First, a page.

This archived Web page remains online for reference, research or recordkeeping purposes. This page will not be altered or updated. Web pages that are archived on the Internet are not subject to the Government of Canada Web Standards. As per the Communications Policy of the Government of Canada, you can request alternate formats of this page on the Contact Us page.
I enrolled in a graphic arts school in 1948. I was writing poetry, reading voraciously and exploring surrealism. Refus Global had just been issued. I remember there was a question on the application form, 'Why graphic arts?' I answered, 'For the love of books.' Already, I had a defined yet boundless desire: I wanted to publish, to print.
These few words sum up Roland Giguère's passionate commitment to publishing. This visionary emerged as one of the driving forces in the development of the artists' books in Quebec. While studying at Montréal's École des arts graphiques, Giguère contributed on Impressions, a student-run publication that served as a testing ground for ideas and experimentation in images and design. At the school, he met bookbinders Pierre Ouvrard and Jean Larivière, who would become valued partners in his future publishing projects.
Giguère established Éditions Erta and, in 1949, published Faire naître, a collection of 22 poems illustrated by four screen prints by Albert Dumouchel. Giguère was already smashing the conventions of the illustrated book: with a print run of 100 copies, and the use of standard offset paper and commercial screen printing techniques, this publication was a breach in the "deluxe" traditions of this type of work.
His most innovative works appeared between 1950 and 1954, the year Giguère went to Paris. These were 3 pas, Les nuits abat-jour, Midi perdu and Images apprivoisées. Giguère described these as "private publications" as only about 20 copies were printed and given to "friends and loved ones." In his words, these works were "made of bits of string, scraps of paper, remnants, mistakes and regrets." Each booklet was a prelude to approaches that Giguère would return to in later works. The text of 3 pas was accompanied by Conrad Tremblay's linocuts; Dumouchel printed Les nuits abat-jour from printing scraps; Midi perdu anticipated the arrival in 1975 of the volumen Abécédaire, which featured handwritten text and drawings by Gérard Tremblay printed on architectural blueprint paper. Images apprivoisées marked a turning point: the text was "inspired" by a collection of photoengravings found in a box, with no information about their origin or significance. Giguère immersed himself in all aspects of this book-concept and became the forerunner of a new approach to the artist's book.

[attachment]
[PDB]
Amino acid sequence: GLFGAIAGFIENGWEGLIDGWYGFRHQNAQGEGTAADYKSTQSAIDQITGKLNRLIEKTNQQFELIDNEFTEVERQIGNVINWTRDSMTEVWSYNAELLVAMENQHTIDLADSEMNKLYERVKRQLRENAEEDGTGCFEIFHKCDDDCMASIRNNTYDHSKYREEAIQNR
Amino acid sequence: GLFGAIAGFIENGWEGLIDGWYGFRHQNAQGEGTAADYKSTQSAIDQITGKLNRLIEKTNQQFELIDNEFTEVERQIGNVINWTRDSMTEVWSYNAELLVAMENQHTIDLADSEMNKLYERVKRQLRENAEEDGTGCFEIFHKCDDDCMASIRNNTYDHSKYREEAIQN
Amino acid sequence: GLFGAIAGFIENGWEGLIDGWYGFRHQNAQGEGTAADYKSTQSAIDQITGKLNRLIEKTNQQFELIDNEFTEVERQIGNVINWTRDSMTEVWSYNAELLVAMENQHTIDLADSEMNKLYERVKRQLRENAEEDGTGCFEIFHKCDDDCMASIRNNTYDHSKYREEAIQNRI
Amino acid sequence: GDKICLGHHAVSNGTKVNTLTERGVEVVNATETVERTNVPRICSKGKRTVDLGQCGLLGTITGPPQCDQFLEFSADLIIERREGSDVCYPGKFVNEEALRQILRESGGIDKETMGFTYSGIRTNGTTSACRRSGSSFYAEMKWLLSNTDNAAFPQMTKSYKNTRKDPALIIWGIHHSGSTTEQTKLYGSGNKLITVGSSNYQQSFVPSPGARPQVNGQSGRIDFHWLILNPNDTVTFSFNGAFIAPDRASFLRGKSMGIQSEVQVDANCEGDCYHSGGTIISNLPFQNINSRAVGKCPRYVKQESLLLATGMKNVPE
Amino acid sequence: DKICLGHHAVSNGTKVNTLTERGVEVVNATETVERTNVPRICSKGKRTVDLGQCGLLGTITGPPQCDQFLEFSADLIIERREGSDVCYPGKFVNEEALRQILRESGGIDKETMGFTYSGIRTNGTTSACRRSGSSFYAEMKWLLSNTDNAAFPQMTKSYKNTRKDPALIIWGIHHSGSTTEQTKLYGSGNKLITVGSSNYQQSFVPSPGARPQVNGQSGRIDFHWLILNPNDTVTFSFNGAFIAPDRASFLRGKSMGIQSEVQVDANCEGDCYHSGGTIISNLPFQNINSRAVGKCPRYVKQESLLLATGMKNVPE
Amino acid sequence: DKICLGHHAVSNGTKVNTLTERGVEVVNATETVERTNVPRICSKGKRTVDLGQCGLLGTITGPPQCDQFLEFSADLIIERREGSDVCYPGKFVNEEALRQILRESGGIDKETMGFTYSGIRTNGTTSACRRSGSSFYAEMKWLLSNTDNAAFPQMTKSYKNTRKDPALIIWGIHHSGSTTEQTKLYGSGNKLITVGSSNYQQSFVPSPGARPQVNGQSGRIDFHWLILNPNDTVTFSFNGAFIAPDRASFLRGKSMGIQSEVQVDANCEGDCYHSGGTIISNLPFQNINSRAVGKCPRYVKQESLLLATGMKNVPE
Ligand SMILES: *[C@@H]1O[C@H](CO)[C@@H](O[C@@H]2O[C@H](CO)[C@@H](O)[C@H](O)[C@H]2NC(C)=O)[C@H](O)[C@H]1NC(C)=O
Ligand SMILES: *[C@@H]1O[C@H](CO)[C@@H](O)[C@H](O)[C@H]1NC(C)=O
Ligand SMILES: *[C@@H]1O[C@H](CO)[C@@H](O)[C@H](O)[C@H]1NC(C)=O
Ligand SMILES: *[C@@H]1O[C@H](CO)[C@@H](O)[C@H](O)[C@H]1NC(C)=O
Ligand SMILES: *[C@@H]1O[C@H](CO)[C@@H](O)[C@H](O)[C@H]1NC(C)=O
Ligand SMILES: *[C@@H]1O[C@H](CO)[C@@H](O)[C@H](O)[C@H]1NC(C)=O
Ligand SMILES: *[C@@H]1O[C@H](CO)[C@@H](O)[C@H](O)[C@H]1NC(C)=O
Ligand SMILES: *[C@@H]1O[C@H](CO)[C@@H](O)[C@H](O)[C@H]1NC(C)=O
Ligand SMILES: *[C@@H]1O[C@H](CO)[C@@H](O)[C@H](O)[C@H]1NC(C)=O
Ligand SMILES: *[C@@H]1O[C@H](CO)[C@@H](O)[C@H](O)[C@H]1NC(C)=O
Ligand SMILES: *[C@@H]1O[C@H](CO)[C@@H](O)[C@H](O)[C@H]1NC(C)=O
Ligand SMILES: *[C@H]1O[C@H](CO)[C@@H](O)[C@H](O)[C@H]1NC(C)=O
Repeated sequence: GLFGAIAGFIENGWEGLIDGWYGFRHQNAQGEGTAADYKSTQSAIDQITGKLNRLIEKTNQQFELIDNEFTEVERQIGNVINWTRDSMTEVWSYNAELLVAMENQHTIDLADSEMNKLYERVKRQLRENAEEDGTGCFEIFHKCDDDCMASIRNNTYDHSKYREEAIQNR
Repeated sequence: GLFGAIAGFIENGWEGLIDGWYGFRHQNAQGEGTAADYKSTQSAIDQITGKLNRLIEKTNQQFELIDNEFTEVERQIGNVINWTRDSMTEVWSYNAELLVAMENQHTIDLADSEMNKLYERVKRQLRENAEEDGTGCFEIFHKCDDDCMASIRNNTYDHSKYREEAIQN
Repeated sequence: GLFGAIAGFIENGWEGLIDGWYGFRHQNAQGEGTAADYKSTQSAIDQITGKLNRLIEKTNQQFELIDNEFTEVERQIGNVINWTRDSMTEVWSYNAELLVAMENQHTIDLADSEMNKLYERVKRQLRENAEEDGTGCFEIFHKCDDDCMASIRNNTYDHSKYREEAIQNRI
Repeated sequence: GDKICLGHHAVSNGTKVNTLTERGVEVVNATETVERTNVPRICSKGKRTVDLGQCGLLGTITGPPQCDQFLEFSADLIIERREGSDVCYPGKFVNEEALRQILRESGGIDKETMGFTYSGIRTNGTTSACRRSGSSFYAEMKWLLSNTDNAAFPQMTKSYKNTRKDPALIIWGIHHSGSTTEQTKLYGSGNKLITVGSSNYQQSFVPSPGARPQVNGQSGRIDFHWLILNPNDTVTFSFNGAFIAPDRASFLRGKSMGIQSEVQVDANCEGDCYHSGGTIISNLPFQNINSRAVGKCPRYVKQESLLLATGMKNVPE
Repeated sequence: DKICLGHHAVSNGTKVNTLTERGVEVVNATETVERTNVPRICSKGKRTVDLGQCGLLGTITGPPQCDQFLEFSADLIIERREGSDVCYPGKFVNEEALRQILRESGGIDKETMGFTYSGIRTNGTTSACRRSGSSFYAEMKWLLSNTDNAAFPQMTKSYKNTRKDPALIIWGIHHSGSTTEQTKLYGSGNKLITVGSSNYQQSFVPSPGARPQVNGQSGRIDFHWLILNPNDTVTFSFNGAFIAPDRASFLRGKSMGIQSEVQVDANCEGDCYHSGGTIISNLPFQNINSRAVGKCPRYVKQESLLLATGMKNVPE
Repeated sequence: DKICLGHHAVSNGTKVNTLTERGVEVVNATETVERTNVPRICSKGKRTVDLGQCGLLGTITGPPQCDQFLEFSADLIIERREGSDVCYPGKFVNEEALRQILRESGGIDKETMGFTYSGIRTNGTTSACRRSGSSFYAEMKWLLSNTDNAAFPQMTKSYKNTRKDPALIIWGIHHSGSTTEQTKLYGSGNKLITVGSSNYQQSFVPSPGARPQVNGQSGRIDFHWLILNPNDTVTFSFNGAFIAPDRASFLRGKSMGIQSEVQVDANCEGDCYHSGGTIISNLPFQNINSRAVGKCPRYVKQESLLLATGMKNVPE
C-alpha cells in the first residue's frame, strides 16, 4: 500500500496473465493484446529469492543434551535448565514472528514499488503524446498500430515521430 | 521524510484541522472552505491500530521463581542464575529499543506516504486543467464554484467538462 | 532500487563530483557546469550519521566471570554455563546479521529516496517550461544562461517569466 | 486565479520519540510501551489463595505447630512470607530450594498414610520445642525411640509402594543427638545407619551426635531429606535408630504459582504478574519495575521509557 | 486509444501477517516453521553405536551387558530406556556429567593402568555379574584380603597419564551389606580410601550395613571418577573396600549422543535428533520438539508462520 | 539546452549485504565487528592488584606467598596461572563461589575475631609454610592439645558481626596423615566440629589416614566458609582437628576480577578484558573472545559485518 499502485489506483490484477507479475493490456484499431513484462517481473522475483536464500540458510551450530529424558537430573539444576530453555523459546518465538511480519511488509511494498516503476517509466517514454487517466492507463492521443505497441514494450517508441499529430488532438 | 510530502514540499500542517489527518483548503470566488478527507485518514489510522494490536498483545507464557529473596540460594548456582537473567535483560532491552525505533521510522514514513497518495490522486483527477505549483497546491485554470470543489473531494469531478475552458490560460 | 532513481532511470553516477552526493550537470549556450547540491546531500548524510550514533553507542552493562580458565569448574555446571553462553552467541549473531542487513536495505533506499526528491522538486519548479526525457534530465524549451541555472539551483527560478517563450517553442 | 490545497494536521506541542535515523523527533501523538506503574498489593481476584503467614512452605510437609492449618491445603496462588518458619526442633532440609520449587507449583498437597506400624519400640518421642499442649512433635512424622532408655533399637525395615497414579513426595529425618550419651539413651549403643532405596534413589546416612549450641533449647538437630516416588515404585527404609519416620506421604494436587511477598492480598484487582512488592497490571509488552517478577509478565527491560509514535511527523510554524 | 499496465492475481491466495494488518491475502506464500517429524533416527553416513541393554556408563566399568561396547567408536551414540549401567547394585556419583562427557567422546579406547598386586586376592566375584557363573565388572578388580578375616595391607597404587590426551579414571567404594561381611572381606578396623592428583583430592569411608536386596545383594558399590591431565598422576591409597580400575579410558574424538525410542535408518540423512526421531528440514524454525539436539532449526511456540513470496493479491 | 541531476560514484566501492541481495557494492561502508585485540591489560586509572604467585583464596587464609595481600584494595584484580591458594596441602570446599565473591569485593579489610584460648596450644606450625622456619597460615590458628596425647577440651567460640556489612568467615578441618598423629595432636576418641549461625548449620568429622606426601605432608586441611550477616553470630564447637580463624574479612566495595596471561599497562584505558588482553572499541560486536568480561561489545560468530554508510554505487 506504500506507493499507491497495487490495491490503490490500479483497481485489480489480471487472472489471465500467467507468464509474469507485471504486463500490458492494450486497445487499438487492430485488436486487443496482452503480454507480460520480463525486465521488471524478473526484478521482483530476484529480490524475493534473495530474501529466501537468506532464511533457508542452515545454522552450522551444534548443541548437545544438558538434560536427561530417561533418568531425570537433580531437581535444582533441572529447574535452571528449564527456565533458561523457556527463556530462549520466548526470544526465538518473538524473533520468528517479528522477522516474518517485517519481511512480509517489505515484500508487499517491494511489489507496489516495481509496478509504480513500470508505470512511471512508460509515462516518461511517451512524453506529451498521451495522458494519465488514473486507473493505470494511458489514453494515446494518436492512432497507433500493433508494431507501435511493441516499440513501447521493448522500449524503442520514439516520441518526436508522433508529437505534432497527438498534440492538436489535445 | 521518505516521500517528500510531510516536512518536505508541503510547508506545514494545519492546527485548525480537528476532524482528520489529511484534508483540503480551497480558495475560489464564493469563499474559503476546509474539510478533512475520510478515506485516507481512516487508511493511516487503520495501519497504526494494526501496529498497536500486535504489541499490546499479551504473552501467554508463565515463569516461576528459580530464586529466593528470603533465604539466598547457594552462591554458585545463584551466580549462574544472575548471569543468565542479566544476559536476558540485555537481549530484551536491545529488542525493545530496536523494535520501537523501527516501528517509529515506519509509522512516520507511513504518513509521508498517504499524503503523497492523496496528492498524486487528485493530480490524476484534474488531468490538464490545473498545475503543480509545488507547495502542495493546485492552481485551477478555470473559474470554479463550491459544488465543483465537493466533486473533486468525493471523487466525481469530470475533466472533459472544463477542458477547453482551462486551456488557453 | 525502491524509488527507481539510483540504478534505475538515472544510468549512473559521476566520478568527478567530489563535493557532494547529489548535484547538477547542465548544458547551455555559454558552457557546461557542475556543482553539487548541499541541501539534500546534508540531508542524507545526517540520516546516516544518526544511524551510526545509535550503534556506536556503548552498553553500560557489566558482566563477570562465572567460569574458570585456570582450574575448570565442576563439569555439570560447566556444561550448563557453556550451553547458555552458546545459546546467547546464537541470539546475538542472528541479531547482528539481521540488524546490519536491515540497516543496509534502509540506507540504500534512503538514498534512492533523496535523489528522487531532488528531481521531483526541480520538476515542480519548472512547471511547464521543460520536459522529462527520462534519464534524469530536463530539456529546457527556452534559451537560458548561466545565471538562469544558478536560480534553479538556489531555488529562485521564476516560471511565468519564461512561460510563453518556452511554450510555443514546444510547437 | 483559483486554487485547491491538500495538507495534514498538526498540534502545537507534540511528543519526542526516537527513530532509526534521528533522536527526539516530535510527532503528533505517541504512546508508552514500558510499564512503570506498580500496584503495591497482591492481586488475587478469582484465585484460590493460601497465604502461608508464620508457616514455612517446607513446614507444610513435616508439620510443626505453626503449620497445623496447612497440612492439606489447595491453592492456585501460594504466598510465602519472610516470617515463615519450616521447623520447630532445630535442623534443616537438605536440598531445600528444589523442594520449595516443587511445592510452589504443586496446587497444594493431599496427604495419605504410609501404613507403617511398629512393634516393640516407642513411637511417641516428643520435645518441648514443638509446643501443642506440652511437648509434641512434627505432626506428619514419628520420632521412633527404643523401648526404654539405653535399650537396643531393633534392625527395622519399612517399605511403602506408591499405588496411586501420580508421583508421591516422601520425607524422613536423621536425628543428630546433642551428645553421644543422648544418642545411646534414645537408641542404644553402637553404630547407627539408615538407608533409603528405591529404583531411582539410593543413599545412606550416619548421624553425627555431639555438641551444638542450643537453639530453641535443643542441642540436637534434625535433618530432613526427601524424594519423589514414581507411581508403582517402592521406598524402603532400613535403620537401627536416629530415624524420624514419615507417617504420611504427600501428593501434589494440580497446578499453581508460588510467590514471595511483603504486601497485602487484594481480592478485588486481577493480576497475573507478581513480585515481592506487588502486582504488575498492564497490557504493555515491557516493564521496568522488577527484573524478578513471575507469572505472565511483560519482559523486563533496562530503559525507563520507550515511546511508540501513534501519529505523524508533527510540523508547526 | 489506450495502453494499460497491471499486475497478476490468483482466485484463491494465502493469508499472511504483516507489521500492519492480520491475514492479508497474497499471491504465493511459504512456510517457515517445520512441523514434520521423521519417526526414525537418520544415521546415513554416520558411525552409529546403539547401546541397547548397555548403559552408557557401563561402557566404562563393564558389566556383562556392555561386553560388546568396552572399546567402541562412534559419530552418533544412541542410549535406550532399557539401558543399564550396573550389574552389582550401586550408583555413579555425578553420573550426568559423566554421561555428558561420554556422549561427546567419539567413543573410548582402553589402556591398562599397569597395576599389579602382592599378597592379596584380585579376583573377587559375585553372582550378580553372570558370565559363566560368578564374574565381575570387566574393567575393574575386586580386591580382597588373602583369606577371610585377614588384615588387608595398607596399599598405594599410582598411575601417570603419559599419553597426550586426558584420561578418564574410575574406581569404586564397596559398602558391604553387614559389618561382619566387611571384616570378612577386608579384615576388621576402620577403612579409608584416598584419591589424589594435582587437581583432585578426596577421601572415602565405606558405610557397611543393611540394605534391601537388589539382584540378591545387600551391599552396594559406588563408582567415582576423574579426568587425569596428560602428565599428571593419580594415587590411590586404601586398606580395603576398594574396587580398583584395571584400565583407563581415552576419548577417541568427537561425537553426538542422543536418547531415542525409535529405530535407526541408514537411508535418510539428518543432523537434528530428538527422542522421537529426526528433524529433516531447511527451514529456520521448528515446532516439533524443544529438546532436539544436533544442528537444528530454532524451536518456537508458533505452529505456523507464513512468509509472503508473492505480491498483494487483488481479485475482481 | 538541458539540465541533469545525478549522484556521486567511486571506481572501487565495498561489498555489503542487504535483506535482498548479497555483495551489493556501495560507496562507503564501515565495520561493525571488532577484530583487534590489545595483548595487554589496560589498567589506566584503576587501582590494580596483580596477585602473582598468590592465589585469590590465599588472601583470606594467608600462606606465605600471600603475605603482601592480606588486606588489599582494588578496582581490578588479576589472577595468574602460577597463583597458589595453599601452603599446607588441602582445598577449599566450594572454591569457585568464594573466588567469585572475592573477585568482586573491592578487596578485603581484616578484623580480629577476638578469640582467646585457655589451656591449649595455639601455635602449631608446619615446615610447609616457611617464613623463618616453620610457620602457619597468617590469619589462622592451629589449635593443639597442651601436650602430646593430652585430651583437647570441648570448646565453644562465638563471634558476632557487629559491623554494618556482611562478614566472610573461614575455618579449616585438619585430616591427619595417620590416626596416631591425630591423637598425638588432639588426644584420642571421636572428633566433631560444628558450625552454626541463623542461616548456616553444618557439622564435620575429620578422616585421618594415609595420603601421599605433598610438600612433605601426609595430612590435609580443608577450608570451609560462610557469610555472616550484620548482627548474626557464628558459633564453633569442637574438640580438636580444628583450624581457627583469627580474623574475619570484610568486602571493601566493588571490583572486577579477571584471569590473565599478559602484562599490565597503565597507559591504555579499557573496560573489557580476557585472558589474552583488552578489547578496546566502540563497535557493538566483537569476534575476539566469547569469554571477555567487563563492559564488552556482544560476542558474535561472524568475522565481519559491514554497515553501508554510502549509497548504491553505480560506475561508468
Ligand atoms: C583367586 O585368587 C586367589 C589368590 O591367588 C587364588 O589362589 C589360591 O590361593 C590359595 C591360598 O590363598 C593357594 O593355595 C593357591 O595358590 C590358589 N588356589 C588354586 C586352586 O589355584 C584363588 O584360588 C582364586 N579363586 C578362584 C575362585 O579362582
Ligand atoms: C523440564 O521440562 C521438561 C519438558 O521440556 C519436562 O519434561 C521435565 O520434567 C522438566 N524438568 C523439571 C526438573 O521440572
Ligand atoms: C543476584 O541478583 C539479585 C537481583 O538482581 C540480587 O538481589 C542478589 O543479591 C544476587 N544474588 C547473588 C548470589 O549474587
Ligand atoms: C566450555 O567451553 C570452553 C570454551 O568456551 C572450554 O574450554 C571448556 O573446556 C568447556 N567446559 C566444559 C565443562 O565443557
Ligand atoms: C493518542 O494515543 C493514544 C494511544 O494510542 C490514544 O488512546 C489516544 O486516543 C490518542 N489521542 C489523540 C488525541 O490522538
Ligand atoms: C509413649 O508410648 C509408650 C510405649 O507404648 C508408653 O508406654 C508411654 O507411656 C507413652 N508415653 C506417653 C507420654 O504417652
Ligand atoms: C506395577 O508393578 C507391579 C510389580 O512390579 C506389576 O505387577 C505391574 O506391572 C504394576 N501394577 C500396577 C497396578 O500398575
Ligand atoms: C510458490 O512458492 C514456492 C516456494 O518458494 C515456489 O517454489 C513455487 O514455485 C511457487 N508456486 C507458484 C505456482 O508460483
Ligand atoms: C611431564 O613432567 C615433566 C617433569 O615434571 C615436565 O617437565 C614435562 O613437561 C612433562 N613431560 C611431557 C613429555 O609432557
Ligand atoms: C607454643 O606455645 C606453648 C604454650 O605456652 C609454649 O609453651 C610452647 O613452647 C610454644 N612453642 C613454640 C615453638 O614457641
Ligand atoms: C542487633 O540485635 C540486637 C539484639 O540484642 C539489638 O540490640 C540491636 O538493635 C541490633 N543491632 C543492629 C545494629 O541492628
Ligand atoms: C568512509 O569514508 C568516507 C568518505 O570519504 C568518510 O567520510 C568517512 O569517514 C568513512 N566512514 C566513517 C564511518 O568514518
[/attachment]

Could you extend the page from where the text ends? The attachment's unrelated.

A multidisciplinary artist, Giguère identified with the Surrealist movement. During his time in Paris, he met Belgian poet and engineer Théodore Koenig, a friend of painter Pierre Alechinsky. Giguère also collaborated on the review Cobra—which would later become the Revue internationale de l'art experimental—and participated in the Phases movement that evolved out of the Cobra group in Paris. Toward 1957, Giguère returned to France, where he attended the École Estienne and worked in various Paris studios, including that of engraver Johnny Friedlaender. Enriched with this expertise, Giguère produced works during this period that had more in common with the elegant artists' books of the French tradition. The book Adorable femme des neiges1 reflects this influence, and in his final work, Paroles visibles, a kind of artist's book produced in 1983, Giguère returned to the idea of uniting text and images that he had begun in 1950 with 3 pas. This marked the end for Éditions Erta, born one night in 1949 under the failing neon lights of the Alberta Hotel, but not for Giguère. He would go on to publish many more works through Éditions de l'Hexagone and Éditions du Noroît.
1 The poem and prints in the artist's book Adorable femme des neiges were produced in 1959 in Châteaunoir, Aix-en-Provence.